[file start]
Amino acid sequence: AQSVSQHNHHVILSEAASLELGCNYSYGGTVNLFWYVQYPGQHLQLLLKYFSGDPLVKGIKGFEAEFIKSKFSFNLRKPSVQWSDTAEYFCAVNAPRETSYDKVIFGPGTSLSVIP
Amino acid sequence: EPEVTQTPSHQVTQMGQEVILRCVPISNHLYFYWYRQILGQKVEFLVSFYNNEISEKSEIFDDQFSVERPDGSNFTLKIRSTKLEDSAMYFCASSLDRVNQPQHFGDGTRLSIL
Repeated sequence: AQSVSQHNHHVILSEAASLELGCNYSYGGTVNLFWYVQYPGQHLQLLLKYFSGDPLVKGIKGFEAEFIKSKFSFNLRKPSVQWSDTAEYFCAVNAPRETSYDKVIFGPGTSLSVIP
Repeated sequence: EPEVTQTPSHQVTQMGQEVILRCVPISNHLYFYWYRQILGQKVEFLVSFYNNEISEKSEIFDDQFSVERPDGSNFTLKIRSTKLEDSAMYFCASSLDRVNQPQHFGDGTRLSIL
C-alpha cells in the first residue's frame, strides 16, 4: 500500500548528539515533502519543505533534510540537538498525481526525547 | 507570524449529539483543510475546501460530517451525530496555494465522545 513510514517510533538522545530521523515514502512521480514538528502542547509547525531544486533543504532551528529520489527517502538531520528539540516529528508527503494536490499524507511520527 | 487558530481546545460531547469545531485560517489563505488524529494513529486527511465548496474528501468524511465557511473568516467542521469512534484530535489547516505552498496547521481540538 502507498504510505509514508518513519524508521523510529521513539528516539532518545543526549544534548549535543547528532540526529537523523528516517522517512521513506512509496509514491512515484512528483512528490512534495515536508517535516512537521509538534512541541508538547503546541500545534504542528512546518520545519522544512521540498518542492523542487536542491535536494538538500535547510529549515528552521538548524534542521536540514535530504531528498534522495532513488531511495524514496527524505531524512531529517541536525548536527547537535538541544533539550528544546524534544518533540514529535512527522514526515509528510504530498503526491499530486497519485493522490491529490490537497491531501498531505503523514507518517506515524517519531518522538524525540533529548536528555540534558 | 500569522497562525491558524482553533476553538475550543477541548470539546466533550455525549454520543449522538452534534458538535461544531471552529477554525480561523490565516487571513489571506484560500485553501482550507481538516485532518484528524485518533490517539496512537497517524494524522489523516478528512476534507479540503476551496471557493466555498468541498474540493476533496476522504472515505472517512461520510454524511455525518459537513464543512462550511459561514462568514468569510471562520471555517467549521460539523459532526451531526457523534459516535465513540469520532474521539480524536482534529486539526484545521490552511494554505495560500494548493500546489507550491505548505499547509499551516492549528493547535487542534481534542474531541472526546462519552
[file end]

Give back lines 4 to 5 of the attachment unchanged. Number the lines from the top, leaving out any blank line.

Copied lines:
Repeated sequence: EPEVTQTPSHQVTQMGQEVILRCVPISNHLYFYWYRQILGQKVEFLVSFYNNEISEKSEIFDDQFSVERPDGSNFTLKIRSTKLEDSAMYFCASSLDRVNQPQHFGDGTRLSIL
C-alpha cells in the first residue's frame, strides 16, 4: 500500500548528539515533502519543505533534510540537538498525481526525547 | 507570524449529539483543510475546501460530517451525530496555494465522545 513510514517510533538522545530521523515514502512521480514538528502542547509547525531544486533543504532551528529520489527517502538531520528539540516529528508527503494536490499524507511520527 | 487558530481546545460531547469545531485560517489563505488524529494513529486527511465548496474528501468524511465557511473568516467542521469512534484530535489547516505552498496547521481540538 502507498504510505509514508518513519524508521523510529521513539528516539532518545543526549544534548549535543547528532540526529537523523528516517522517512521513506512509496509514491512515484512528483512528490512534495515536508517535516512537521509538534512541541508538547503546541500545534504542528512546518520545519522544512521540498518542492523542487536542491535536494538538500535547510529549515528552521538548524534542521536540514535530504531528498534522495532513488531511495524514496527524505531524512531529517541536525548536527547537535538541544533539550528544546524534544518533540514529535512527522514526515509528510504530498503526491499530486497519485493522490491529490490537497491531501498531505503523514507518517506515524517519531518522538524525540533529548536528555540534558 | 500569522497562525491558524482553533476553538475550543477541548470539546466533550455525549454520543449522538452534534458538535461544531471552529477554525480561523490565516487571513489571506484560500485553501482550507481538516485532518484528524485518533490517539496512537497517524494524522489523516478528512476534507479540503476551496471557493466555498468541498474540493476533496476522504472515505472517512461520510454524511455525518459537513464543512462550511459561514462568514468569510471562520471555517467549521460539523459532526451531526457523534459516535465513540469520532474521539480524536482534529486539526484545521490552511494554505495560500494548493500546489507550491505548505499547509499551516492549528493547535487542534481534542474531541472526546462519552